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Title: Alternatives to chromated copper arsenate for residential construction

Author: Lebow, Stan T.;

Date: 2004

Source: Res. Pap. FPL-RP-618. Madison, WI: U.S. Department of Agriculture, Forest Service, Forest Products Laboratory, 2004. 9 pages

Publication Series: Research Paper (RP)

Description: For decades chromated copper arsenate (CCA) was the primary preservative for treated wood used in residential construction. However, recent label changes submitted by CCA registrants will withdraw CCA from most residential applications. This action has increased interest in arsenic free preservative systems that have been standardized by the American Wood Preservers' Association. These include acid copper chromate (ACC), alkaline copper quat (ACQ), copper azole (CBA-A and CA-B), copper citrate (CC), copper dimethyldithio-carbamate (CDDC), and copper HDO (CX-A). All of these CCA alternatives rely on copper as their primary biocide, although some have co-biocides to help prevent attack by copper-tolerant fungi. These alternative treatments have appearance and handling properties similar to those of CCA and are likely to be readily accepted by consumers. Prior studies indicate that these treatments release preservative components into the environment at a rate greater than or equal to that of CCA, but because their components have lower mammalian toxicity they are less likely to cause concern in residential applications. As the treated wood industry evolves, it is probable that a wider range of types and retentions of wood preservatives will become available, with the treatment more closely tailored to a specific type of construction application.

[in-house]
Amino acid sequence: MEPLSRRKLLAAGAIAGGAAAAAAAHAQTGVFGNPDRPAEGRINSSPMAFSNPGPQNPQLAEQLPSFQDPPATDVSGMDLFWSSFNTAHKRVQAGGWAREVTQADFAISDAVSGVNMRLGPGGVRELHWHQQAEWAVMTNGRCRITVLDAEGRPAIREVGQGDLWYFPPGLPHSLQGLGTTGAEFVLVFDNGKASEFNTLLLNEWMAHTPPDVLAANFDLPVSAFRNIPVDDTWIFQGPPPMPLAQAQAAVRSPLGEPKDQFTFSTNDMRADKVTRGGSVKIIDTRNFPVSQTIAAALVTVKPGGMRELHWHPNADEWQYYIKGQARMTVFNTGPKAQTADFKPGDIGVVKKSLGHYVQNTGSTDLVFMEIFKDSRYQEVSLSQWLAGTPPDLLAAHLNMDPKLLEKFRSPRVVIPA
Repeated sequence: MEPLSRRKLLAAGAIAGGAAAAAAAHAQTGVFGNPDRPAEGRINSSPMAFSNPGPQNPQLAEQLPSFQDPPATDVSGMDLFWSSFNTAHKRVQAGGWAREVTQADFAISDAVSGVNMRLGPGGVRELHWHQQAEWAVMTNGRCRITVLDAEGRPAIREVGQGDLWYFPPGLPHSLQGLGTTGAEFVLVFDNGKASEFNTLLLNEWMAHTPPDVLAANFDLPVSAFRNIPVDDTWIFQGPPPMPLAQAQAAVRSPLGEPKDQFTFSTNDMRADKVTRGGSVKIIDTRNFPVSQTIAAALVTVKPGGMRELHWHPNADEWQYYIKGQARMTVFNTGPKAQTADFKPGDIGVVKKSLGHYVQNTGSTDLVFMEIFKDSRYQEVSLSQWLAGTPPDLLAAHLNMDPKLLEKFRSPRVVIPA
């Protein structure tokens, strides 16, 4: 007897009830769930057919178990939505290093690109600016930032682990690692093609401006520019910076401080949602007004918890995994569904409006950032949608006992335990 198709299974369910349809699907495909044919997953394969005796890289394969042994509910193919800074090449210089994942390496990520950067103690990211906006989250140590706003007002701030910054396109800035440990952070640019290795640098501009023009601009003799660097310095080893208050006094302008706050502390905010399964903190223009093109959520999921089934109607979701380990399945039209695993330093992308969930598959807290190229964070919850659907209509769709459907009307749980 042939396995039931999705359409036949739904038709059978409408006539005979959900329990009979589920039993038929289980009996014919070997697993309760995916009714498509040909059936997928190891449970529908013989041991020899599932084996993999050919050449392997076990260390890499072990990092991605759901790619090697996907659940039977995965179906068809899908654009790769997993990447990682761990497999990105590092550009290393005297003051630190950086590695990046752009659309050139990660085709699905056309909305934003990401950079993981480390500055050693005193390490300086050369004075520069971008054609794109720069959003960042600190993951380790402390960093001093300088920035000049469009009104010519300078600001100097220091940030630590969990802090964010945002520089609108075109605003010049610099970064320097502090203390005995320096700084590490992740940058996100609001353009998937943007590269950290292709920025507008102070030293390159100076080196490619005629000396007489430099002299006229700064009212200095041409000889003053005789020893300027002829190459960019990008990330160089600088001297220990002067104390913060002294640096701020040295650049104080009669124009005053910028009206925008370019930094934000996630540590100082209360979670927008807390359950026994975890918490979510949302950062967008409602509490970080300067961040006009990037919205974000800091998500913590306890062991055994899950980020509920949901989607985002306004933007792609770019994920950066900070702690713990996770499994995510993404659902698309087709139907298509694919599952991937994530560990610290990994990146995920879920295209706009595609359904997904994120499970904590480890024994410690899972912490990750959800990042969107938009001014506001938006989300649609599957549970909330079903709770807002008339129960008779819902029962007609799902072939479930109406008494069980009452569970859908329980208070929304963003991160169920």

Keywords: Chromated copper arsenate (CCA), alternative preservatives, leaching, environmental concerns

Publication Notes:

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Lebow, Stan T. 2004. Alternatives to chromated copper arsenate for residential construction. Res. Pap. FPL-RP-618. Madison, WI: U.S. Department of Agriculture, Forest Service, Forest Products Laboratory, 2004. 9 pages


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